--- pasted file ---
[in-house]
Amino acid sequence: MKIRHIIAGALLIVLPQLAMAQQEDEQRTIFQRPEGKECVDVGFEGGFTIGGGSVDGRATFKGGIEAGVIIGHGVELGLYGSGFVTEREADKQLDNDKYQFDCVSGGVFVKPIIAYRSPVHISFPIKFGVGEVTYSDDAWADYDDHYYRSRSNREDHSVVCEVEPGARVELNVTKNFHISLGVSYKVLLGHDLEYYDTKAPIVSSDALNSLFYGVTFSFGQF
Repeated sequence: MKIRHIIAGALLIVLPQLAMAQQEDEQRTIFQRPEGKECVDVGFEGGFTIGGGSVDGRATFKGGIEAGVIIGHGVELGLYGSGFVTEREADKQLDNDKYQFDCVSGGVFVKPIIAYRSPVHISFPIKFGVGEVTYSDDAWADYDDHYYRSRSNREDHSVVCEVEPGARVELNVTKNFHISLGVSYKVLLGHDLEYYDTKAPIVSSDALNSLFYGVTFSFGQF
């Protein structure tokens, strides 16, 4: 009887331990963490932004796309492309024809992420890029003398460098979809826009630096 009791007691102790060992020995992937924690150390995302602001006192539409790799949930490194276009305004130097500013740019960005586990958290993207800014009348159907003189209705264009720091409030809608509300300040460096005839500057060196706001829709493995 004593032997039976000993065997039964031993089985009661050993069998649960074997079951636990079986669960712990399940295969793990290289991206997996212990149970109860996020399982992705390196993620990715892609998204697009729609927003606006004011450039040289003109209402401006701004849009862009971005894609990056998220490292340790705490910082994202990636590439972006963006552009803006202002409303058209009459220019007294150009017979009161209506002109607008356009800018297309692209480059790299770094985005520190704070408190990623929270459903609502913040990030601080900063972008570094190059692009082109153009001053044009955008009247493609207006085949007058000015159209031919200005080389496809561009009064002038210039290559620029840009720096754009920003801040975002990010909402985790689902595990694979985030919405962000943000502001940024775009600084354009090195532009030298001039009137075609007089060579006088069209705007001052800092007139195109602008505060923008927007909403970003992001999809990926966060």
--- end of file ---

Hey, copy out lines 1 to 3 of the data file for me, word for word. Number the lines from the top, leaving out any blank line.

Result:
[in-house]
Amino acid sequence: MKIRHIIAGALLIVLPQLAMAQQEDEQRTIFQRPEGKECVDVGFEGGFTIGGGSVDGRATFKGGIEAGVIIGHGVELGLYGSGFVTEREADKQLDNDKYQFDCVSGGVFVKPIIAYRSPVHISFPIKFGVGEVTYSDDAWADYDDHYYRSRSNREDHSVVCEVEPGARVELNVTKNFHISLGVSYKVLLGHDLEYYDTKAPIVSSDALNSLFYGVTFSFGQF
Repeated sequence: MKIRHIIAGALLIVLPQLAMAQQEDEQRTIFQRPEGKECVDVGFEGGFTIGGGSVDGRATFKGGIEAGVIIGHGVELGLYGSGFVTEREADKQLDNDKYQFDCVSGGVFVKPIIAYRSPVHISFPIKFGVGEVTYSDDAWADYDDHYYRSRSNREDHSVVCEVEPGARVELNVTKNFHISLGVSYKVLLGHDLEYYDTKAPIVSSDALNSLFYGVTFSFGQF